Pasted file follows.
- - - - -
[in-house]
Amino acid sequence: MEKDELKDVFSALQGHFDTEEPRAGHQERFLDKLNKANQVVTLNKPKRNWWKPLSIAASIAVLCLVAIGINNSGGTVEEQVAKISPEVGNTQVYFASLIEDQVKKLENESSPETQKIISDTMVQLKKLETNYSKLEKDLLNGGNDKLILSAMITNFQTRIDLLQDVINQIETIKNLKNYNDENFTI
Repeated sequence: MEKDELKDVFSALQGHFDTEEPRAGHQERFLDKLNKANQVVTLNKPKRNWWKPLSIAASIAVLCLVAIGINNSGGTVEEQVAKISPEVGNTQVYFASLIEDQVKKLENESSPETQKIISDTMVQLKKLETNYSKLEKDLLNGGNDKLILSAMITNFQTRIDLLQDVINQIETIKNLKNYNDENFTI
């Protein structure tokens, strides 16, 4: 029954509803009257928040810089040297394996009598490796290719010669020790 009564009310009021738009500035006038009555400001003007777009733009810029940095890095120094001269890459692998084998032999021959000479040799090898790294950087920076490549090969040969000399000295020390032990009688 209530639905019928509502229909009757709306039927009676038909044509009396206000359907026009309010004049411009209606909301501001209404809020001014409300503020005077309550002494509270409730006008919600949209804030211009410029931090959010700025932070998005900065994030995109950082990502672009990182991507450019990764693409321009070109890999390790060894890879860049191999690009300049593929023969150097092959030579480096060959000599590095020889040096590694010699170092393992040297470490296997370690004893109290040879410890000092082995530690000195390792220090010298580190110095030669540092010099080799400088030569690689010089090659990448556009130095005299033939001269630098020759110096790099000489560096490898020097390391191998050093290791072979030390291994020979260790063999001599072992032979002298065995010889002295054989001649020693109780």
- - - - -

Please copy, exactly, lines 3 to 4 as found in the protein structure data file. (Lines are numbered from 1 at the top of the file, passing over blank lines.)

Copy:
Repeated sequence: MEKDELKDVFSALQGHFDTEEPRAGHQERFLDKLNKANQVVTLNKPKRNWWKPLSIAASIAVLCLVAIGINNSGGTVEEQVAKISPEVGNTQVYFASLIEDQVKKLENESSPETQKIISDTMVQLKKLETNYSKLEKDLLNGGNDKLILSAMITNFQTRIDLLQDVINQIETIKNLKNYNDENFTI
């Protein structure tokens, strides 16, 4: 029954509803009257928040810089040297394996009598490796290719010669020790 009564009310009021738009500035006038009555400001003007777009733009810029940095890095120094001269890459692998084998032999021959000479040799090898790294950087920076490549090969040969000399000295020390032990009688 209530639905019928509502229909009757709306039927009676038909044509009396206000359907026009309010004049411009209606909301501001209404809020001014409300503020005077309550002494509270409730006008919600949209804030211009410029931090959010700025932070998005900065994030995109950082990502672009990182991507450019990764693409321009070109890999390790060894890879860049191999690009300049593929023969150097092959030579480096060959000599590095020889040096590694010699170092393992040297470490296997370690004893109290040879410890000092082995530690000195390792220090010298580190110095030669540092010099080799400088030569690689010089090659990448556009130095005299033939001269630098020759110096790099000489560096490898020097390391191998050093290791072979030390291994020979260790063999001599072992032979002298065995010889002295054989001649020693109780």